Chairman and CEO of Studley, an international commercial real estate services firm specializing in tenant representation. The company has 300 professionals in 19 domestic offices and one in London. Steir started at the firm in 1988 and, along with a group of partners, bought the company from founder Julien Studley in 2002.
What is your full name?
Mitchell Shubow Steir.
What is the origin of Shubow?
It was my grandfather’s name, who was a rabbinical scholar in Boston. My mother changed my middle name to Shubow after he passed away in the late ’60s.
What was your original middle name?
I don’t even know.
What is your birth date?
August 3, 1955.
Where did you grow up?
Where do you live?
On East End Avenue.
Do you have any other homes?
In Sagaponack [in the Hamptons].
How old are your kids?
My son is 16, and my daughter is 11.
What’s your favorite restaurant?
My favorite restaurant du jour is chez Steir – my kitchen. I got so tired of eating out and ordering in, so I said to my wife, “Let’s hire a chef.” As for actual restaurants, it’s Nicola’s, on [East] 84th Street, and the Four Seasons.
What’s your favorite sports team?
The Red Sox. Red Sox is a religion when one grows up in Boston, so having to carry the flag in New York only increases the passion. It’s finally paid dividends.
What outside interests do you have?
I love to ski. It’s a passion of mine. And I love swimming in the ocean, film and collecting photography.
What was the first job you ever had?
I had two jobs: a garbage man in South Boston at 13 or 14, and on the floor of the Boston Stock Exchange. That was the same summer.
What did you want to be when you grew up?
I think a comedian. I never had the nerve to pursue it.
Are you funny?
You probably wouldn’t think so. My close friends think I am. I’m reasonably entertaining in an intimate setting.
How many deals have you personally done this year?
I couldn’t tell you for certain, but approximately 20.
How much revenue do you expect your company to bring in this year?
Studley will do north of $250 million.
How’d the company do last year?
2006 was a record year; 2007 should be 20 percent better.
What is the best piece of advice you have received?
Treat people the way you would like to be treated. It was preached to me by my father.
Are you a micromanager?
Absolutely not. From a transactional standpoint, one might say I’m a stickler for quality control, not a micromanager.
What one word would you use to describe yourself?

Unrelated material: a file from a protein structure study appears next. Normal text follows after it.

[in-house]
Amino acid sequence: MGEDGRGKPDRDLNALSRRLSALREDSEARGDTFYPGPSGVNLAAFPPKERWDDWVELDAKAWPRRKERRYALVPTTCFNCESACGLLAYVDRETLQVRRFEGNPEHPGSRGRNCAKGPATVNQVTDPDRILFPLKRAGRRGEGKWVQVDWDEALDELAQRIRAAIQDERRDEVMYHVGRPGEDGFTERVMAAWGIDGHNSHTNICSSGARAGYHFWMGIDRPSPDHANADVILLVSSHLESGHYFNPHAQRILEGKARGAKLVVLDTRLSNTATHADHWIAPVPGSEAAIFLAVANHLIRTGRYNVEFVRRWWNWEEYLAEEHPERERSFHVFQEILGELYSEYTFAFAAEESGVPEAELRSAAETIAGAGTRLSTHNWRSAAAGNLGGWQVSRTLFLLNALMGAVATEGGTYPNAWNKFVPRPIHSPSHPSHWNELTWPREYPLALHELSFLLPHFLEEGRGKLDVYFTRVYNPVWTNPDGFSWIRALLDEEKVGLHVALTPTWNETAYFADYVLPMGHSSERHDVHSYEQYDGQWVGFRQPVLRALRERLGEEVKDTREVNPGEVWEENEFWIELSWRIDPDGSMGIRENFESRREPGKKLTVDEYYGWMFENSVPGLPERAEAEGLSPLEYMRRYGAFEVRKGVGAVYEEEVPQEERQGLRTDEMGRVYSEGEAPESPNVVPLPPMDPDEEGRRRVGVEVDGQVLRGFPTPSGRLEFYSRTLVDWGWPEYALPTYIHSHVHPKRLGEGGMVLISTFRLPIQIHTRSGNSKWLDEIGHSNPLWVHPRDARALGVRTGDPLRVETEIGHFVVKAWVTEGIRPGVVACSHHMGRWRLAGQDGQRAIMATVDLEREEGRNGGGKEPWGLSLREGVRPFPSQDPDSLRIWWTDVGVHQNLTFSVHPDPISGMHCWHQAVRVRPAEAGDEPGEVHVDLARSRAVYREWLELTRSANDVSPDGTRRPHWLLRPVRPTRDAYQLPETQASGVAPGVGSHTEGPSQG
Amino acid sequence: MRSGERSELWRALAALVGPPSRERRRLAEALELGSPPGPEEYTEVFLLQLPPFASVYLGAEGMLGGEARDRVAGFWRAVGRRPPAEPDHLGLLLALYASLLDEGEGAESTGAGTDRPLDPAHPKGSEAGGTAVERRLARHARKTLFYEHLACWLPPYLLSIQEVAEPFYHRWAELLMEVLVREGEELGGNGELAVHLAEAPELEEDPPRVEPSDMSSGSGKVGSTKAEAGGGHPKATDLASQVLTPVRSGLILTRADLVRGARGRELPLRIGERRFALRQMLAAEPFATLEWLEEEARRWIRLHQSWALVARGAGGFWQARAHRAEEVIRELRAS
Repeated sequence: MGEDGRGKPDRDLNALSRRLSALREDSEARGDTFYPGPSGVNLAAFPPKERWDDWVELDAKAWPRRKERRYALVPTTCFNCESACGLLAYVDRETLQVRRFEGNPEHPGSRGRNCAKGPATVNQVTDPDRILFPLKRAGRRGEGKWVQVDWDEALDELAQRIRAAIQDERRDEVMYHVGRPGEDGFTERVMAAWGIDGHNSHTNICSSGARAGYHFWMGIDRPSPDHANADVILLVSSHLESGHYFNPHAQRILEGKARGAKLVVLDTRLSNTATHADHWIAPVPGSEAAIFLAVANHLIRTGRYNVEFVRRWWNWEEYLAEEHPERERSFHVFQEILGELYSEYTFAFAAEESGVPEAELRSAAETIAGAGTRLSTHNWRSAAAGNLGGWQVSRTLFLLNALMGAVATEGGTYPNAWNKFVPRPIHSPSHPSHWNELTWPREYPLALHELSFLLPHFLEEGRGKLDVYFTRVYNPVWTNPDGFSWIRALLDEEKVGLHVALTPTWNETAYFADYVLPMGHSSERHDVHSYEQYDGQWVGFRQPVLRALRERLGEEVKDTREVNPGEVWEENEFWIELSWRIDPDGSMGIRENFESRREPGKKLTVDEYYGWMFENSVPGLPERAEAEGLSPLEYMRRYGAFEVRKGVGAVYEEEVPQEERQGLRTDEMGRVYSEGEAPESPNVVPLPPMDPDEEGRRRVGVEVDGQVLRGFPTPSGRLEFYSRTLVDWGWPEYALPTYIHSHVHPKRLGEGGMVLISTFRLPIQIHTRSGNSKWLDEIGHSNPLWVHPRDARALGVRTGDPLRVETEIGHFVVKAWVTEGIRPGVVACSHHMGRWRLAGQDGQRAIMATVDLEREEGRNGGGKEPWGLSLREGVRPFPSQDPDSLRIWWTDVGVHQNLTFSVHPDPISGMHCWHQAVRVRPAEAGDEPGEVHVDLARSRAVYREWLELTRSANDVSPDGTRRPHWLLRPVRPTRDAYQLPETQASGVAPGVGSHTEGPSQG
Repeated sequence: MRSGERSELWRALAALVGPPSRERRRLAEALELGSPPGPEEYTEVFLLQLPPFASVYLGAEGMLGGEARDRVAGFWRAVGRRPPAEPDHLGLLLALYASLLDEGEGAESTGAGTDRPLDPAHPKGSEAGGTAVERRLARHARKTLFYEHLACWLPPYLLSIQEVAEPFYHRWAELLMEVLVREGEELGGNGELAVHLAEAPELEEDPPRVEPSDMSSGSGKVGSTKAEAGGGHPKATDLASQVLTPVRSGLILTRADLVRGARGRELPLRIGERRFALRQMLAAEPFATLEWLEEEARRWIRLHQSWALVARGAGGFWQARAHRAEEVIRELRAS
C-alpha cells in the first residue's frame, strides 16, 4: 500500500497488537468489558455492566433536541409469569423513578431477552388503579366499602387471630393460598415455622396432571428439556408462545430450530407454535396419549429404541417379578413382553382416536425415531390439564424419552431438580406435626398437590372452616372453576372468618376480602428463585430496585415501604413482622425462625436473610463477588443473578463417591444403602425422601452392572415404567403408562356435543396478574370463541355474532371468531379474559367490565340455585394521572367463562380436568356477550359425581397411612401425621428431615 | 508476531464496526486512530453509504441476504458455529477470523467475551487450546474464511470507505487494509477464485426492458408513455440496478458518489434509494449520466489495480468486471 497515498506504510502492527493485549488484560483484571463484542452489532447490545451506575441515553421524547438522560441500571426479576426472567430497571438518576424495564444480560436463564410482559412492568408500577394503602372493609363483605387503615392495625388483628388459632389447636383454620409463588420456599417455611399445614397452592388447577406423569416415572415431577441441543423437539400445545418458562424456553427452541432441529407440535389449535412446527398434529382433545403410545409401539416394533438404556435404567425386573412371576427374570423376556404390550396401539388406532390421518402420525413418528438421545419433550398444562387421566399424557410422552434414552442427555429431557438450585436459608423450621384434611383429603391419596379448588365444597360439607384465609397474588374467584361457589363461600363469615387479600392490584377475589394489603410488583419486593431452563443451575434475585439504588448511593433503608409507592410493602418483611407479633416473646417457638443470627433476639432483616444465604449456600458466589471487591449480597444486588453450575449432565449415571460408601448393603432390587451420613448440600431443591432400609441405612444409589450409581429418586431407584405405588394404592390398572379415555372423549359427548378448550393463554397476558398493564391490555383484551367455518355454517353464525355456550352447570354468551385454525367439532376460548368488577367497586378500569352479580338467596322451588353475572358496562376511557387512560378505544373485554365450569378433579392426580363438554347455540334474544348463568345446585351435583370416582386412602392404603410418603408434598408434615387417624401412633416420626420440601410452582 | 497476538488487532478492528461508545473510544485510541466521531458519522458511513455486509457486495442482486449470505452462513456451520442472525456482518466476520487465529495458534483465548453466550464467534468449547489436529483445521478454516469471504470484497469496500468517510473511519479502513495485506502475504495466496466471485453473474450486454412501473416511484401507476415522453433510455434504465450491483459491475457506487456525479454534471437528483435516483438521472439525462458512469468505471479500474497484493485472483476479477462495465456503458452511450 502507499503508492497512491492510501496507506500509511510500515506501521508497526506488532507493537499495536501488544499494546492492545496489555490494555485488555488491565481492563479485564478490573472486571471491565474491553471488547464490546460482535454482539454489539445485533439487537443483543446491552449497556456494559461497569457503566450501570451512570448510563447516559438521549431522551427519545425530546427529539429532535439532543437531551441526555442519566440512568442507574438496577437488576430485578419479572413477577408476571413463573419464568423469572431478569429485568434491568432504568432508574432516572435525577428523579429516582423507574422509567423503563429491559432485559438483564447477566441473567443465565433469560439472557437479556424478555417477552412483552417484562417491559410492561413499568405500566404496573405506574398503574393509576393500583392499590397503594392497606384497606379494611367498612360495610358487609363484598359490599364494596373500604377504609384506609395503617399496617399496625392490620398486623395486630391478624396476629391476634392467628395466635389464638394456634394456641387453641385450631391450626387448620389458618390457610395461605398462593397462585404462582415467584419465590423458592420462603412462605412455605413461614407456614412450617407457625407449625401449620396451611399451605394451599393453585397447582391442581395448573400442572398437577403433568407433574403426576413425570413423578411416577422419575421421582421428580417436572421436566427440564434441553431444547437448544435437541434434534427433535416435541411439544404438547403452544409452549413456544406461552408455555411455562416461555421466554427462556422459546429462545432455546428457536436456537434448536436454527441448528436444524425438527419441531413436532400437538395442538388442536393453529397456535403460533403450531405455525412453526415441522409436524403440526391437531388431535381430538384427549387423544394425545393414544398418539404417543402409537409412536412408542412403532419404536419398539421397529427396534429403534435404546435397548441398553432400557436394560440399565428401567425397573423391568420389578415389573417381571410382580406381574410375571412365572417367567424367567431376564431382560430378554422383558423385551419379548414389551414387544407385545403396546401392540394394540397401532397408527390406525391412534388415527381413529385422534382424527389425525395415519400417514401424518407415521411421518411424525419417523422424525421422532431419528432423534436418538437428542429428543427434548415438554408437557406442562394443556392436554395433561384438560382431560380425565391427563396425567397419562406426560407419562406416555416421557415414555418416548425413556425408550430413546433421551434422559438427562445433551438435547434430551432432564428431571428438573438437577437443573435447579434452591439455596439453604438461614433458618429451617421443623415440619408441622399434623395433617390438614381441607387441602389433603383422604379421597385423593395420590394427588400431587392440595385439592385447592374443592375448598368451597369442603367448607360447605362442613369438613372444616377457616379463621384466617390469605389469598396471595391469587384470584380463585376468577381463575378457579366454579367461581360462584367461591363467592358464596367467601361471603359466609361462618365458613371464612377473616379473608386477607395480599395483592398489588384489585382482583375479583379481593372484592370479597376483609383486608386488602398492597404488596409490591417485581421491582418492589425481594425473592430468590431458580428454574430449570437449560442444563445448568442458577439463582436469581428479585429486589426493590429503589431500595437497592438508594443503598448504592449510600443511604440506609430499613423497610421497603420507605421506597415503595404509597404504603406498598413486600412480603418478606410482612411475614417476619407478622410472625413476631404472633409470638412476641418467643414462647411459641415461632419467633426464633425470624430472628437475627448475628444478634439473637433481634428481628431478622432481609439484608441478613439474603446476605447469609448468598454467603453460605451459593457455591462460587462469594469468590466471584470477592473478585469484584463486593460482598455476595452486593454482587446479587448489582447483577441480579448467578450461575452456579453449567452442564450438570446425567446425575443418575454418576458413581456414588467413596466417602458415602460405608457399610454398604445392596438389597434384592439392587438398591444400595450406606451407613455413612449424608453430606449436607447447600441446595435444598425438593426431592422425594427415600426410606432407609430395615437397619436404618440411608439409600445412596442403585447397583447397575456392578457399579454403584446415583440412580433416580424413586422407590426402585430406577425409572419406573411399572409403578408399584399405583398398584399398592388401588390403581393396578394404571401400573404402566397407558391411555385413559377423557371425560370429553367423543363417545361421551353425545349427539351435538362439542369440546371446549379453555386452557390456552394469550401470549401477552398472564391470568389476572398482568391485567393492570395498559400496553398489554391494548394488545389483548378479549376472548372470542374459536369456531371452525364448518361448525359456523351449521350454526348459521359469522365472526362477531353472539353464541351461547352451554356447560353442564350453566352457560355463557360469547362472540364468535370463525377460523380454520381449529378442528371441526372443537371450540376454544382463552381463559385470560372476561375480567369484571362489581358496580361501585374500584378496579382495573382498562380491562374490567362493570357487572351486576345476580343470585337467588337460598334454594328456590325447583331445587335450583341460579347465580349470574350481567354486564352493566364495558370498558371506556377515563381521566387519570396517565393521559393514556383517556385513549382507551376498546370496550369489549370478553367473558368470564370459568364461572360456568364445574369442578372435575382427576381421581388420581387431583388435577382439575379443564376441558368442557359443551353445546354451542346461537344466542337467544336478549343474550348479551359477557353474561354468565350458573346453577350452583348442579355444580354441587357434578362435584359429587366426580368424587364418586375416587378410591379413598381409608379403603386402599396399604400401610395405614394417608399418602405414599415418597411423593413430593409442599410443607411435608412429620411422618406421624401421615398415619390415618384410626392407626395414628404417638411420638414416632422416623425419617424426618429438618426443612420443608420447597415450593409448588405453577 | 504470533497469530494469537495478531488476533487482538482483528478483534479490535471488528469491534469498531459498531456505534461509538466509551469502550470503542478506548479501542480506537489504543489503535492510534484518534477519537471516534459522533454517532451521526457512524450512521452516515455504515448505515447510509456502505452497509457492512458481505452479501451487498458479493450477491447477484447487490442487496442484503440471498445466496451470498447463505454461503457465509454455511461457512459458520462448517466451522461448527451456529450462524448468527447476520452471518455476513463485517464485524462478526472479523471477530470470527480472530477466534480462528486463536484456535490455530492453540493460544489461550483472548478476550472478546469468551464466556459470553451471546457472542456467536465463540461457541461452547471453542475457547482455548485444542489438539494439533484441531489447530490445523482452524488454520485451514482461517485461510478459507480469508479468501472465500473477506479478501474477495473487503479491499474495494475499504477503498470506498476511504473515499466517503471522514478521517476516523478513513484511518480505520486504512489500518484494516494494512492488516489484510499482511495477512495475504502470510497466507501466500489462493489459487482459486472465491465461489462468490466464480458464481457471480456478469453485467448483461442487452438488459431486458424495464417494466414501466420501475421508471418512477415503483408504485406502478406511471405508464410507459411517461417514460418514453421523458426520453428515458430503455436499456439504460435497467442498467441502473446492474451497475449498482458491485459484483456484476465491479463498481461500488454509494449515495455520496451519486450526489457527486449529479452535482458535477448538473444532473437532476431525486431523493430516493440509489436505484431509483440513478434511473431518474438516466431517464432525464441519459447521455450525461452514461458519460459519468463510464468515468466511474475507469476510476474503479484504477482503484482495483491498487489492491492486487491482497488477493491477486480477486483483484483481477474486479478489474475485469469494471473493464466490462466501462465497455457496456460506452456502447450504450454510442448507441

What one word would people use to describe you?
Tenacious. Please tell my competitors that I’m mellowing a little.
How do you deal with antagonists?
Well, if they’re rational, I would look to reason with them because I believe I’m a pretty good communicator. If they’re not, then I would try to figure out how to outsmart them and accomplish what I need with having as little interaction with them as possible.
What would you say you’re missing in your life?
I’d like to spend more time with my children. I’d like to ski more while I can still physically do it well and swim more in the ocean.
How do you size up people when you first meet them?
Fairly easily. It happens to be a strength of mine. I’m pretty good at reading a person as sincere or not. And I’m pretty good at sensing what kind of character they have.
What publications do you read every day?
Typically in order, the Journal, the Sun and the New York Times. And when the Yankees are losing, I love to read the back page of the Daily News or the Post.
What kind of car do you drive?
The car I drive most often is an eight-year-old Jaguar. I have three cars [the others are an SUV and a BMW].
What’s the last book you read?
I usually read two books at a time. I love sports, and I love history.The last two were “The Blind Side [Evolution of a Game]” by Michael Lewis, and “Presidential Courage [Brave Leaders and How They Changed America, 1789-1989]” by Michael Beschloss.
If you could do it all over again, what would you do differently?
Be more attentive in high school and in college.
What was on your mind?
Enjoying myself. I was majoring in having fun and chasing girls.
Interview by Lauren Elkies